in October 2017 after8months of advocating the City administration gave us land in East Oakland on e12 and 23rd. but the administration operated in ill faith. rather than allow us to move forward obstacle after obstacle was laid in our path. people were herded against their will on the land without any notice to us and threatened with arrest if they attempted to leave – including rival gangs and families with generation old beef. Folks did not choose to be on the land and were not interested in going into recovery. we had moments where we were able to build a fragile unity between the encampment of residents that at it’s largest was 100 deep. We spent most of the year on the land dealing with crisis after crisis, keeping people from killing each other and chasing off predators. We built six homes to house 11 people – senior citizens and a woman with a child, advocated for adequate sanitation services the to date have remained unmet, made sure folks on the land had food & water, and provided support as necessary for folks individual needs.
In the end, the land should have never been offered to us as it was CalTrans not City owned. CalTran was unaware that we even were offered the land. Cal Trans intends to edit us this January 2019 to retrofit the overpass that spans the parcel an the administration is in the process of offering us new parcels to manifest our vision correctly and without sabatoge.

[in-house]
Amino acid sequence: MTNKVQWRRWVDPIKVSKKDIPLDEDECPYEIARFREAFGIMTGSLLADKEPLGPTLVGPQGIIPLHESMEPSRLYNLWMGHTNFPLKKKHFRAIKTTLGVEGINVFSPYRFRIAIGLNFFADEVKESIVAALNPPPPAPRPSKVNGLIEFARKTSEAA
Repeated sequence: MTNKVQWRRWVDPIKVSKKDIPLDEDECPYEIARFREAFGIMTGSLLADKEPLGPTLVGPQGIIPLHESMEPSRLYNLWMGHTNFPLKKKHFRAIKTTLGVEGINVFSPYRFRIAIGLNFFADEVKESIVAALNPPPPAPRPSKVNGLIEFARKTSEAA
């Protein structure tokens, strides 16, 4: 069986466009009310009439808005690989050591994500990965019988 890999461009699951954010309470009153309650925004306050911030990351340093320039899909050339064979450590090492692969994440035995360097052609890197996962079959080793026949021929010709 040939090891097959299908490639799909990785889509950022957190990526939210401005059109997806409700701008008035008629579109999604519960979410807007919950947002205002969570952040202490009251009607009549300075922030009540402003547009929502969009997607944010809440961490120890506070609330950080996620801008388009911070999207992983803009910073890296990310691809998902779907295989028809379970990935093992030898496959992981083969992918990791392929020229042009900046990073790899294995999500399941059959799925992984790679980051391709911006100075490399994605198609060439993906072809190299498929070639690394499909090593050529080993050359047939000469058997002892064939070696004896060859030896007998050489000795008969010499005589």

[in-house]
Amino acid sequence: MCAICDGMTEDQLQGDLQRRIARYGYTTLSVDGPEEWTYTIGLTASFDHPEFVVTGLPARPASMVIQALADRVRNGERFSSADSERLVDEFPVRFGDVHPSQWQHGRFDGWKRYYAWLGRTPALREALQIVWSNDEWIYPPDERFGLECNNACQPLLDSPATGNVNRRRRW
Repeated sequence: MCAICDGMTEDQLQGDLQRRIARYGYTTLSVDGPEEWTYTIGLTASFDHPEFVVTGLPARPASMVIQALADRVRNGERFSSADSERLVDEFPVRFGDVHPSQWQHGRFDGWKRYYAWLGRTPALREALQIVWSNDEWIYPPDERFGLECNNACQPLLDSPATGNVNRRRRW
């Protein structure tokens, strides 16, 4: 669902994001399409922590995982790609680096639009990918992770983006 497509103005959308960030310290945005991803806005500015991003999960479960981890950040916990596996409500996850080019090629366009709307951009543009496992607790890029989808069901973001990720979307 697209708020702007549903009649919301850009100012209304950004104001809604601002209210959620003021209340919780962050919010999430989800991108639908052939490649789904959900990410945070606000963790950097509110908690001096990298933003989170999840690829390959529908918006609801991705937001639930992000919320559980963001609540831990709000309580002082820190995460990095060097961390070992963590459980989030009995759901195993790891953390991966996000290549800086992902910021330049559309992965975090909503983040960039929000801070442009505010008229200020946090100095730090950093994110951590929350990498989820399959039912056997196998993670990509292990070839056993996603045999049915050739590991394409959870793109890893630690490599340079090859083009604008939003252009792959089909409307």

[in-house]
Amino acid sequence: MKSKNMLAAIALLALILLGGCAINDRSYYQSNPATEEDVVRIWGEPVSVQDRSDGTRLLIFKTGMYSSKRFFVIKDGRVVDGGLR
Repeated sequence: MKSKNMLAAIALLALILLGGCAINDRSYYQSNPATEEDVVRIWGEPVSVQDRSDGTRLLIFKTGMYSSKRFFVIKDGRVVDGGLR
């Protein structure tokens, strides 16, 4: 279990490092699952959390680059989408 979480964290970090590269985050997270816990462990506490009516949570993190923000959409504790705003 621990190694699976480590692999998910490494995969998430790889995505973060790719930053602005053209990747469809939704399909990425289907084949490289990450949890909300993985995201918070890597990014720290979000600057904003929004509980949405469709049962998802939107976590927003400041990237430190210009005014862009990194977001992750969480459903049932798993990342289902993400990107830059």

They tried to burry us….
From The day we were bulldozed to present day The Village had advocated or the legalities of their actions and vision, the human rights of curbside communities, a decriminalization of homelessness, the need for permanent houses and that existing encampments be upgraded and supported not criminalize, ignored or evicted.
The Bulldozing of The Promised Land
Feb 2, 2017
The First Village
Jan 20, 2017 – February 2, 2017
The First Village was located atMarcus Garvey Park in West Oakland. the Direct Action lasted for 13 days. From Jn 20, 2017 to Feb 2, 2017. we housed 16 residents who were chronicly homeless and addict. all 16 were sober during the two weeks we existed. we offered several services that were available free of charge and hundreds of curbside residents and housed residents in need utilize them. word of the village spread across curbside communities throughout Oakland and even Berkeley. Unsheltered folks called it “The Promised Land” because community activists and advocates kept promises to their unsheltered neighbors, unlike city officials